By Rick Ritter

WASHINGTON (WJZ) — Rescue crews could not get to Metro passengers stuck in a tunnel filled with smoke for more than half an hour. In its first report on the incident, the NTSB finds Metro may not have acted fast enough to stop the electrical problem in the tunnel.

Rick Ritter explains what they found.

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Smoke filled L’Enfant Plaza for more than 40 minutes before power to the rail was even shut off. Some passengers were screaming; others tried to escape. What exactly caused that electrical malfunction is still under investigation.

A smoke filled tunnel turns to pandemonium. Passengers were sprawled out on trains, battling just to breathe.

Monday’s madness at a D.C. Metro station left one woman dead, 86 others injured and many searching for answers.

A preliminary report gives us a first look at the damaged third rail, showing investigators found severe electrical arcing to the rail and cables about 1,000 feet ahead of the train.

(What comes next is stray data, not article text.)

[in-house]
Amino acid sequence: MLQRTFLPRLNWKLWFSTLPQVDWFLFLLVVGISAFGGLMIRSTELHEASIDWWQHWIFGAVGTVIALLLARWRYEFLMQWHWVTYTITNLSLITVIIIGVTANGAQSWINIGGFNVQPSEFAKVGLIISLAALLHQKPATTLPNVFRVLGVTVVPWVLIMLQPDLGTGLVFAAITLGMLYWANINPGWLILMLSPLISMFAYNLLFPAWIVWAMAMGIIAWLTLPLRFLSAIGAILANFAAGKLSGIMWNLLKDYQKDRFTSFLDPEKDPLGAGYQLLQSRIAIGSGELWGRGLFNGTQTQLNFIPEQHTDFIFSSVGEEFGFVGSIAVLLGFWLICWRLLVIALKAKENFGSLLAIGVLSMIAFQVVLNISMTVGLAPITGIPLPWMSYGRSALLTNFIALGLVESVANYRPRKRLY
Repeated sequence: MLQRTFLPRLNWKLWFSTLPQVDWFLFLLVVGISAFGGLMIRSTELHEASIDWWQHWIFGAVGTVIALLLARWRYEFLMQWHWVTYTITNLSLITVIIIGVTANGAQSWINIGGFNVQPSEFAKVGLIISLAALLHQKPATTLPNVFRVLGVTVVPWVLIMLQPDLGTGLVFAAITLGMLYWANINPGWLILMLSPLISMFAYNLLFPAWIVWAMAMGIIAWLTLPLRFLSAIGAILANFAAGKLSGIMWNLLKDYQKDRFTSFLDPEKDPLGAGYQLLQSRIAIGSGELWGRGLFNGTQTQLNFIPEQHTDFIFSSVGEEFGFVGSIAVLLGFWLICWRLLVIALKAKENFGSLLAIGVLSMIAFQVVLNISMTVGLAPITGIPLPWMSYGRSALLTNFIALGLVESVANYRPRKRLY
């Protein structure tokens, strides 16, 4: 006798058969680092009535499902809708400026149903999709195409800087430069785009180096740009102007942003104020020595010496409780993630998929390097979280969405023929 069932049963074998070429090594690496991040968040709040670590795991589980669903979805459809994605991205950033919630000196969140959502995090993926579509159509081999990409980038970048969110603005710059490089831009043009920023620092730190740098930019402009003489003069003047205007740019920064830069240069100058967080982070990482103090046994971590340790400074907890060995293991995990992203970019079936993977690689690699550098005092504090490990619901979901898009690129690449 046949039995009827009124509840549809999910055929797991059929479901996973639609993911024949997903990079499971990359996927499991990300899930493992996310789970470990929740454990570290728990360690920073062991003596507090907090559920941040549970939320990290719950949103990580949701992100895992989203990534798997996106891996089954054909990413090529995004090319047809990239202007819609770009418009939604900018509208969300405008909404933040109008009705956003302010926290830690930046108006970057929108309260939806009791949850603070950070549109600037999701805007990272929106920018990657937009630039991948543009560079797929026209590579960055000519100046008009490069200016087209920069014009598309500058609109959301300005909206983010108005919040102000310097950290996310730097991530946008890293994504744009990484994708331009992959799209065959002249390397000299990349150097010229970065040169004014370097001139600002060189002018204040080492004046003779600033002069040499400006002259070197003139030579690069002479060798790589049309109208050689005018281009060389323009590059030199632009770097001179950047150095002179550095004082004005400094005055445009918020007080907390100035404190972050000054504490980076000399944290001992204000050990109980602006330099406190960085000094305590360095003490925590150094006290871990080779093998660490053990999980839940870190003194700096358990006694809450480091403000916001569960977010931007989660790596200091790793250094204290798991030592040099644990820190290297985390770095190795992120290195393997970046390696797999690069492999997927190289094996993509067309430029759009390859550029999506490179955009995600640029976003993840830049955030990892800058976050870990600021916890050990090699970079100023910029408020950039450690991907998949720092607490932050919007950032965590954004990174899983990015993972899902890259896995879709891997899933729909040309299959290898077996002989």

There’s also a timeline. At 3:06 p.m., investigators say an electrical breaker tripped. Just after 3:15 p.m., fans were turned on to try and stop smoke from coming into the tunnel.

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But it wasn’t until 3:50 p.m., 44 minutes later, when Metro officials shut off power to the rail. It took firefighters just as long to reach the train.

Only days after the incident, some passengers have already filed a lawsuit, alleging negligent maintenance, inspection and a negligent response by emergency officials.

The first passenger to file suit, 53-year-old Malbert Rich, never thought he’d survive, texting his family a final message.

“Telling them I loved you and to go on because we didn’t see any way out of it,” said Rich.

A horrifying experience that could lead dozens of other victims to the courts as well.

Rich’s attorney says she’s already retained one additional passenger and has received calls from several others. The NTSB expects the full investigation to take anywhere between six months to a year.

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The accident was the first fatality on the nation’s second busiest subway system since a 2009 crash killed nine people.

Rick Ritter